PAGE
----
At times when I read and hear about mindfulness I am reminded of the work of Mihalyi ‎Csikszentmihalyi on ‘Flow’, that I first read over 15 years ago. This is the idea that things become effortless when you’re working in the moment, engrossed in a task for which you have the requisite skills. It strikes me that flow and workplaces today are a challenge. Whilst an individual may reach flow states when working on a task alone, how many of us work alone for any length of time. Once you bring in all the ambiguities associated with interruptions, other people’s agendas and conflicting priorities it may become impossible to achieve any kind of flow state. Maybe this is really the root source of all that we call workplace stress. In which case, Mindfulness won’t make it go away, reduce it or solve the problems it contributes to inefficiency and under achievement. The best it can do is enable to stop and smell the flowers, maybe putting others’ actions, communication etc. in to a little better perspective.

I do buy some benefits, but not in some sort of cookey ‘flavour of the day’ kind of way. Maybe that’s just me. When the trendy set moved on from NLP, I’ve continued to explore it, to test and experiment with the many ideas encompassed within (that’s for another blog post on another day!). For example, I downloaded a mindfulness bell reminder to my mobile phone and tablet. It chimes at random times through the working day. When I hear it, it causes me to stop for a second, check what I am doing at the moment and ask myself the question whether I’m doing the right/ best thing at that time. If I’m not comfortable i shift to a new task. In that sense, i see it as a useful time management tool.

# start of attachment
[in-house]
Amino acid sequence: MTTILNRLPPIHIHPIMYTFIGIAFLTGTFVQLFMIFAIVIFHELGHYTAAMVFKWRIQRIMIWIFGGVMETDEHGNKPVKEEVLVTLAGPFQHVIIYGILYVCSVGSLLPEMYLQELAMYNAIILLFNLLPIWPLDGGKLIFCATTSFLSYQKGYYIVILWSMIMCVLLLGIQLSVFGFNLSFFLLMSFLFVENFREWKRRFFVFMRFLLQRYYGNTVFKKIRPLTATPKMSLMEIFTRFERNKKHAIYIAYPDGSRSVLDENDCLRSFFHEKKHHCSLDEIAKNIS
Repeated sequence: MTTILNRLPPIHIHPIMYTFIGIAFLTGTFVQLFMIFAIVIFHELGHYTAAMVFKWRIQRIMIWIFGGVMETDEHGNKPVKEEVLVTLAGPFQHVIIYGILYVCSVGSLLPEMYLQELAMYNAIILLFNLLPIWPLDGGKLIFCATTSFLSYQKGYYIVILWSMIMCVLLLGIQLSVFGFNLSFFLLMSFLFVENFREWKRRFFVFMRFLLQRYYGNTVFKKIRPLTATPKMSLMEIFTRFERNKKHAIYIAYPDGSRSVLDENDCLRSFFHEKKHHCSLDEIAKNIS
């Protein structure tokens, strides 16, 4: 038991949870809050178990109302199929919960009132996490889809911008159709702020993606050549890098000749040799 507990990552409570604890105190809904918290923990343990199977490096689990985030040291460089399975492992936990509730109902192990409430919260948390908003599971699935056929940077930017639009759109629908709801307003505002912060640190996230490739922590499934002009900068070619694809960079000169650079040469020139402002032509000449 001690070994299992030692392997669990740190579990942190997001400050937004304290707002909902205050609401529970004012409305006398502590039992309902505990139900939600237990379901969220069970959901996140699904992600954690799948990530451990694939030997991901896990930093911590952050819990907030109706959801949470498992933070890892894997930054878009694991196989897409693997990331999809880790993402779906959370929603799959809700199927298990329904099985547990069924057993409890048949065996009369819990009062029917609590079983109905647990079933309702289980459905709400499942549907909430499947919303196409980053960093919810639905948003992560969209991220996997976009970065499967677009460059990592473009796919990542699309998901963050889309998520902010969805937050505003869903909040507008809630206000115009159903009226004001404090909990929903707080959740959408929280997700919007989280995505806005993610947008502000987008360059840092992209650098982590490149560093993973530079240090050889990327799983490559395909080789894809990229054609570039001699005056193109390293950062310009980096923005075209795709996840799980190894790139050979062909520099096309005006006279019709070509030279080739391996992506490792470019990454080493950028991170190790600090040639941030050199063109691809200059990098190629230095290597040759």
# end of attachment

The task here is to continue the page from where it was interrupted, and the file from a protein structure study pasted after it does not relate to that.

In the school group where I was in Delhi, a gong would sound over the tannoy system twice during the school day. It was a wonderful, soothing sound. The standard practice was that wherever you were, whatever you were doing, you stopped, focused on your breathing for a couple of seconds and then proceeded with your normal activities after it finished. We saw definite calming of the children, improvement of focus in lessons and less aggressive behaviour.

By my reckoning, those are benefits worth having.

So, I was interested to come across this article recently that shares some scientific discoveries about what is going on chemically when people practice mindfulness and conjectures about why those could be beneficial: